Prominent personalities taking part in the 9th Arab Media Forum, themed "spring of the Arab media," that got underway here on Monday called for free media in the Arab world to help peoples of the nation realize development and enrich culture.
Former Moroccan minister of foreign affairs Mohammad Bin Issa, who directed the first session of the forum, expressed his reservation at calling the dramatic events that toppled regimes in the Arab world as the "Arab spring," saying that normal springs cannot come with stormy weather. He also criticized the manner the Arab media covered these events.
Ali Al-Deqbasi, Chairman of the Arab Parliament, acknowledged that these popular uprisings that occurred in several Arab states "influenced the Arab media, but we need effective media that serve causes of the nation and face the Zionist media that falsify facts." He called for establishment of a joint Arab television channel to serve the common causes of the nation and criticized status of democracy and human rights in the Arab world. "We have remained in phase of discussing man's right to express opinions," the chairman of the parliament added.
For his part, Sameer Dilou, Tunisian Minister of Human Rights, Justice and Government Spokesman, said, "Arab spring was the spring of freedom, which we have attained, but the persistent question is, what is next?" Popular revolts that broke out in several Arab countries more than a year ago were widely dubbed "the Arab Spring," a term picked up as synonymous to the Prague Spring, when the defunct Czechoslovakia witnessed popular revolt against Soviet domination.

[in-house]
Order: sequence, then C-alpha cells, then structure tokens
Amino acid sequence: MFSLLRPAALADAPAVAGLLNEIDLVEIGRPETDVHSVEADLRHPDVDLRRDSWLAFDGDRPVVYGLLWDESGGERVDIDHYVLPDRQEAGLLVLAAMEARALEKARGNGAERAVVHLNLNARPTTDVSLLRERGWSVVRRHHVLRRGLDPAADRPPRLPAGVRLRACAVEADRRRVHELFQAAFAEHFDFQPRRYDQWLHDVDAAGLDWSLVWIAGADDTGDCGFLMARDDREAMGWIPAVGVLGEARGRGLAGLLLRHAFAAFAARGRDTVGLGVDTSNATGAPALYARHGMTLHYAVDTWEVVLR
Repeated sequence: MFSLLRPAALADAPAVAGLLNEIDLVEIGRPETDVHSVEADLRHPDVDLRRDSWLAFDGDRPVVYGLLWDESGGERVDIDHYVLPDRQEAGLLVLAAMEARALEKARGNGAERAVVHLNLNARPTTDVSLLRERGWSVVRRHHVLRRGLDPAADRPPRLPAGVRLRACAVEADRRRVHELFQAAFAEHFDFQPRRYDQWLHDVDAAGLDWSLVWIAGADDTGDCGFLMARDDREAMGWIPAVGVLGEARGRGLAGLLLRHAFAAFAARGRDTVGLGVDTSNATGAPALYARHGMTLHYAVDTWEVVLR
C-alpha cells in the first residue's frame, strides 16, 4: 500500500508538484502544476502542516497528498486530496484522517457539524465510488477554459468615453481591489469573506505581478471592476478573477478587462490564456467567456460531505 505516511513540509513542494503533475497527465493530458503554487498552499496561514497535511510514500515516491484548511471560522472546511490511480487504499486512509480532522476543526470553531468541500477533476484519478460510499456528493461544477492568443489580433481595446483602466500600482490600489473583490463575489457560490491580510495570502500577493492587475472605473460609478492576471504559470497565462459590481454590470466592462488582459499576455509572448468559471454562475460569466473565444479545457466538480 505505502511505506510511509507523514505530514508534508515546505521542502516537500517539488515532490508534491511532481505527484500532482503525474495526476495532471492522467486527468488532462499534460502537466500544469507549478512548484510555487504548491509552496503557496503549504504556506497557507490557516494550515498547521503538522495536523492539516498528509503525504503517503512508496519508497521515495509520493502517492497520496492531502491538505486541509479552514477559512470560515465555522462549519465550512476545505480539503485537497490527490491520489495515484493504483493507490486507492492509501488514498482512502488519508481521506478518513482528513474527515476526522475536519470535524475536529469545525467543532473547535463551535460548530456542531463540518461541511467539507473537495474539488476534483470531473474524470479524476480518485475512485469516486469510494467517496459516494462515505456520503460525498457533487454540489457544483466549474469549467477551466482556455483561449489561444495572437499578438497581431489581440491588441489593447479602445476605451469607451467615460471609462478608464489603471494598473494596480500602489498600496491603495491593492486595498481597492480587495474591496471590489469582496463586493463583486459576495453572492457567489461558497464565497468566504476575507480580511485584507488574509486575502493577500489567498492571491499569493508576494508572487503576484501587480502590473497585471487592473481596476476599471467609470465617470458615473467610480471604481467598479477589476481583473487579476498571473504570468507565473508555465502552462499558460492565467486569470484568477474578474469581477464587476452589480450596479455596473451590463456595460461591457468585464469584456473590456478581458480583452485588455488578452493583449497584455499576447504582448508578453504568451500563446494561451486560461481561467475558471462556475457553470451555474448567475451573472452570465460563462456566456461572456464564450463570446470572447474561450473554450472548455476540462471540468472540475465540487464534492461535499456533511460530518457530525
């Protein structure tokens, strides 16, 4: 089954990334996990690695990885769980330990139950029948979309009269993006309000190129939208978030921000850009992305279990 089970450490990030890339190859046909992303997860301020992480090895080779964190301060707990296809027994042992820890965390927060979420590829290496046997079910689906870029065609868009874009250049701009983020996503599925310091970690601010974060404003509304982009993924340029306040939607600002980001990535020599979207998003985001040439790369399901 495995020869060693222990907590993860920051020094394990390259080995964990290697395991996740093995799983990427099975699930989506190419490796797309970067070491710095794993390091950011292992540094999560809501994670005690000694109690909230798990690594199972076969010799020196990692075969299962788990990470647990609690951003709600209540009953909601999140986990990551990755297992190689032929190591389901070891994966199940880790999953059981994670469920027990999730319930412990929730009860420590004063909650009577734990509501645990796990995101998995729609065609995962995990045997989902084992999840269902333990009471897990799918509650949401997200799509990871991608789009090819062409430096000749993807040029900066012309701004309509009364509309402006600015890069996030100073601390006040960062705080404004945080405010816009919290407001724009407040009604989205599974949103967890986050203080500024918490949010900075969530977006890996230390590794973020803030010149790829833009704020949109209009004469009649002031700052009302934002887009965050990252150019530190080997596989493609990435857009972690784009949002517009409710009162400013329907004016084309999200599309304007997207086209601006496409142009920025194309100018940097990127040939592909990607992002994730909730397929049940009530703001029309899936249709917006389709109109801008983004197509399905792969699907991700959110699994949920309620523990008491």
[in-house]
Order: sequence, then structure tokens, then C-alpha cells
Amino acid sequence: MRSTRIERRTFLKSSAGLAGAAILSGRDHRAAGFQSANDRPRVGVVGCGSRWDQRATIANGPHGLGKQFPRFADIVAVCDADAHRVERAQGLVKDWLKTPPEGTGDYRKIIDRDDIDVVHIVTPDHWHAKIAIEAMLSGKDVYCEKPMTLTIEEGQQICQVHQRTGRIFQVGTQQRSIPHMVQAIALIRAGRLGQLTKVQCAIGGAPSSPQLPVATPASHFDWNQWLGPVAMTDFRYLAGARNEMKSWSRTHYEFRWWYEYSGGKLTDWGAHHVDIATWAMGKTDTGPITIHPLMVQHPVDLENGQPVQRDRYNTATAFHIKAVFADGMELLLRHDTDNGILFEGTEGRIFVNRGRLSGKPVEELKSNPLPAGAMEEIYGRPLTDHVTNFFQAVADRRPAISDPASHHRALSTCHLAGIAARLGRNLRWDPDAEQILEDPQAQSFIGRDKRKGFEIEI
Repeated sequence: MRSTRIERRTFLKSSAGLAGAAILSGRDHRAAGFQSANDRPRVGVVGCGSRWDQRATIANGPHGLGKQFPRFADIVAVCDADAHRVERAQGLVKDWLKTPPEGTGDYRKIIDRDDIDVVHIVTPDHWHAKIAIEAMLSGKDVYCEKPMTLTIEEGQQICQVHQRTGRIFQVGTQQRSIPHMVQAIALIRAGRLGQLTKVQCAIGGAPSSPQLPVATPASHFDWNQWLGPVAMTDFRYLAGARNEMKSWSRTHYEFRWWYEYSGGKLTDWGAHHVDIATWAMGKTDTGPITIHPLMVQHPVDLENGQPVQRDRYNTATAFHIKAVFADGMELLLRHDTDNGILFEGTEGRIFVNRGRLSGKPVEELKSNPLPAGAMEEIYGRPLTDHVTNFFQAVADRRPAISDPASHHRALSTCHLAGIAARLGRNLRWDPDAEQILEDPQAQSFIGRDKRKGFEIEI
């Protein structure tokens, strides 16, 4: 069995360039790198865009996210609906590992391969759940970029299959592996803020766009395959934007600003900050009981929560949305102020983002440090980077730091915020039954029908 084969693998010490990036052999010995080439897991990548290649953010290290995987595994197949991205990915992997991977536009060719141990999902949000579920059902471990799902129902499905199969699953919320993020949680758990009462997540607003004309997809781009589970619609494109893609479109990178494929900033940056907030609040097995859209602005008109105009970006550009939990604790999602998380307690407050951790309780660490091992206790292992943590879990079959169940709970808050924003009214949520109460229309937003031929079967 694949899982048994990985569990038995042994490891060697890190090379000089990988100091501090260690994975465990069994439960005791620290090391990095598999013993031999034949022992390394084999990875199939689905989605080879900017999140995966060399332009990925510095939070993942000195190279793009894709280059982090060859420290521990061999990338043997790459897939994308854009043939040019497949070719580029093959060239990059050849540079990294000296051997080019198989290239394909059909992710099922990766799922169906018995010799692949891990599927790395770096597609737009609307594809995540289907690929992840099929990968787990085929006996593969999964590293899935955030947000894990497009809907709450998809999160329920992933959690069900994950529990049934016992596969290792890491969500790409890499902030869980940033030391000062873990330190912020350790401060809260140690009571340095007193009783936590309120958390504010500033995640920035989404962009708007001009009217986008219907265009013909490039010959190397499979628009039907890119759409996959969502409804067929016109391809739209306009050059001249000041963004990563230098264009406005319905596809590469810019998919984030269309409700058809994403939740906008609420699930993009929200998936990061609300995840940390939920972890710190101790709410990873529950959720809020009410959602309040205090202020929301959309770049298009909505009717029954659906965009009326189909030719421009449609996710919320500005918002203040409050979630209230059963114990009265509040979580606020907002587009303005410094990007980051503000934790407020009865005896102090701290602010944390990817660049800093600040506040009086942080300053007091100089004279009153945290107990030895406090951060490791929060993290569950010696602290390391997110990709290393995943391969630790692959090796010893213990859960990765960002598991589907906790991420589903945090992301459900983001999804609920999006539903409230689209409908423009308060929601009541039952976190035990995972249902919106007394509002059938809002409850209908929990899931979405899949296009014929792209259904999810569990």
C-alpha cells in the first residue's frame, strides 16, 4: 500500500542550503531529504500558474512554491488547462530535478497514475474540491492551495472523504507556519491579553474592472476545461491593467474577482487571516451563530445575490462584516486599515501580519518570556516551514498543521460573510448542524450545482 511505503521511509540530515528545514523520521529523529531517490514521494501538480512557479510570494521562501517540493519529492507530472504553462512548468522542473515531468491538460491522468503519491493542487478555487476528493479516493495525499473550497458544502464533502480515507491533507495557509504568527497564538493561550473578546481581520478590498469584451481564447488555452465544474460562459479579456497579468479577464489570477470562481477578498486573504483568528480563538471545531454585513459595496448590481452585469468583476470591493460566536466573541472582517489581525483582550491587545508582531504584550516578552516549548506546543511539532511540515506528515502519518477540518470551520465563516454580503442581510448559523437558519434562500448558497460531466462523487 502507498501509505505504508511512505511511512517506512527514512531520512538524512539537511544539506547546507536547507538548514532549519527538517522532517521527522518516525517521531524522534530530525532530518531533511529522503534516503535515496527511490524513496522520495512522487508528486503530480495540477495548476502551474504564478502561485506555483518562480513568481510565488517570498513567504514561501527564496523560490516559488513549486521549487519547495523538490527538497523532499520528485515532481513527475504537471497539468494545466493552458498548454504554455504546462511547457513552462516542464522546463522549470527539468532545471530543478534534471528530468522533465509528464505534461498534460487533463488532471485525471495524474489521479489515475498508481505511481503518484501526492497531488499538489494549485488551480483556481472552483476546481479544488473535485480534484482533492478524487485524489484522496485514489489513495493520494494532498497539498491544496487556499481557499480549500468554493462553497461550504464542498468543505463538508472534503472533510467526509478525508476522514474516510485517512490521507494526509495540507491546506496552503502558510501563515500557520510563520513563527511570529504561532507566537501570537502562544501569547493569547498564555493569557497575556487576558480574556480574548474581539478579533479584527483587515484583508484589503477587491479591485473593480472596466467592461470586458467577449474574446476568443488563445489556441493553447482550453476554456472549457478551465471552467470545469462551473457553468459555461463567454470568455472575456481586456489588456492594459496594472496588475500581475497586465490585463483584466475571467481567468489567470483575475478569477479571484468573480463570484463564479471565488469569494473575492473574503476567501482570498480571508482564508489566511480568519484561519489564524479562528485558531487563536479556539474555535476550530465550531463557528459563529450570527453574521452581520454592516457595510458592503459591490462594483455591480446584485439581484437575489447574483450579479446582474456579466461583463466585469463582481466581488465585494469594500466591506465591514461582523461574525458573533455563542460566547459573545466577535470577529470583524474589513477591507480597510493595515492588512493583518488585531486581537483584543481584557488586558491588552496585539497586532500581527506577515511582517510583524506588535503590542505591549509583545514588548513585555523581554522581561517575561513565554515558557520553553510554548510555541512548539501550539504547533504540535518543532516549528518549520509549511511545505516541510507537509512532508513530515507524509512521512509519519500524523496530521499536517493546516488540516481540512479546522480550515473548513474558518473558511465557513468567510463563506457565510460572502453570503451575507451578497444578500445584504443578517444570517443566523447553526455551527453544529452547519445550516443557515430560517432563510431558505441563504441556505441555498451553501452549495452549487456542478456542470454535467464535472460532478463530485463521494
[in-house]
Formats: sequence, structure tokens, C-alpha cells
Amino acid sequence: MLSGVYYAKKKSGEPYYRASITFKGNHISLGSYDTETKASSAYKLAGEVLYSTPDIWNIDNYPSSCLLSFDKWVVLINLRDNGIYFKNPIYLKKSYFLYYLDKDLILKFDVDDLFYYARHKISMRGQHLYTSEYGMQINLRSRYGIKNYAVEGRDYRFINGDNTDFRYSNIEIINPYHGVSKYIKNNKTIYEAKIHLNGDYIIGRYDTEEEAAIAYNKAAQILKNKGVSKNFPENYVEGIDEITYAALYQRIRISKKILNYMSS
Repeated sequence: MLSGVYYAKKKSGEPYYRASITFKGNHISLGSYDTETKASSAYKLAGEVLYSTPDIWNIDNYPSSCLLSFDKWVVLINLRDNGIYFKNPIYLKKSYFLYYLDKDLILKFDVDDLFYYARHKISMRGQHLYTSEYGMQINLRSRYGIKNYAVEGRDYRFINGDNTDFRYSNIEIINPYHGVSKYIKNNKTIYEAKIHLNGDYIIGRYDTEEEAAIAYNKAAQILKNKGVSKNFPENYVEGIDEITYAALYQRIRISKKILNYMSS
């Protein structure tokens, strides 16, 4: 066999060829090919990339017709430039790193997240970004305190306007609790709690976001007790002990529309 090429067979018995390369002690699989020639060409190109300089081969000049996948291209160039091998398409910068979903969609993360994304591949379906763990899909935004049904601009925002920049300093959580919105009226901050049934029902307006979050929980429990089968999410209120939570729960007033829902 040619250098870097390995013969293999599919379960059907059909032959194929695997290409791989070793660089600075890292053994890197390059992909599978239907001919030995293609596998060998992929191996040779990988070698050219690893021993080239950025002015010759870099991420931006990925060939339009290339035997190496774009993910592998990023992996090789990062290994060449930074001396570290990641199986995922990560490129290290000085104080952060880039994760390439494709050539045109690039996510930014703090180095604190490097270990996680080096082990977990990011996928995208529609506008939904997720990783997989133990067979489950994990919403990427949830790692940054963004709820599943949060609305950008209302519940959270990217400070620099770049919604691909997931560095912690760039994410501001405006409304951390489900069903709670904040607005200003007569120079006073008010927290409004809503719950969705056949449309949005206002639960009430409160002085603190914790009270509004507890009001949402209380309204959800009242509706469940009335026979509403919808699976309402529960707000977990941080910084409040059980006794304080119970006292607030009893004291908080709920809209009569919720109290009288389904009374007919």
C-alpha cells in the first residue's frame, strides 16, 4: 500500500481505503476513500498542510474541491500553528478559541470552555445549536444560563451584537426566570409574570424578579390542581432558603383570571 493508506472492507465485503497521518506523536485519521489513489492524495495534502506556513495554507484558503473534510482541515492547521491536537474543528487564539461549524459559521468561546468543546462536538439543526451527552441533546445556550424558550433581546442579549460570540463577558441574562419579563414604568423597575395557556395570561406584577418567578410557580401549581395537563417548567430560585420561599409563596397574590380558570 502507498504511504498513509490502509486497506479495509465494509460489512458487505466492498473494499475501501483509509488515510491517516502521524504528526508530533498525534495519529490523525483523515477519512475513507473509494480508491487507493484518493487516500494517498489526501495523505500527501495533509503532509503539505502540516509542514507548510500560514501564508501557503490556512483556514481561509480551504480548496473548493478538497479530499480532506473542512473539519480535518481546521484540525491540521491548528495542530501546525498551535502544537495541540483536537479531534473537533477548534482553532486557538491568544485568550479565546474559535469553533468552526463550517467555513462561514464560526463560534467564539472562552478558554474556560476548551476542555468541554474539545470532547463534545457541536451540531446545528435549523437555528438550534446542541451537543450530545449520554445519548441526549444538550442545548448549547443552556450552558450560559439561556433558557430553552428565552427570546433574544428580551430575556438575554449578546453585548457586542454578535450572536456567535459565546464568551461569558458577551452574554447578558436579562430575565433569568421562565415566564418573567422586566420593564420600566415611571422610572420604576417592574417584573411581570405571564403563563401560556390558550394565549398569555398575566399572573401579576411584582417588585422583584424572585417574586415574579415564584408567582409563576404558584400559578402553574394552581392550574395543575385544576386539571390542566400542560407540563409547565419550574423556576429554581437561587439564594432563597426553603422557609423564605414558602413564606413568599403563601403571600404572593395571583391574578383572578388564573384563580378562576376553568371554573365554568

Dilou said reforming the media in the Arab world would warrant amending relevant laws and establishing independent foundations to function freely from government influence.
The Lebanese journalist, Khairallah Khairallah, questioned whether the Arab nation was really prepared to absorb the new culture, spreading with modern technology. "We need to fathom the fact that we are living outside the era of technological revolution, thus we are in a cultural crisis," he added.
Salah Muntaser, the renowned Egyptian writer, said the Arab revolts were aimed at ending rule of the military. He criticized the Arab media networks for promoting sensationalism in their coverage of the events for sake of competition.
Dr. Moahmmad Al-Shabbout, the head of the Iraqi media network, said the goal of the Arab spring should have been "establishment of free media that can build the culture of the civil state."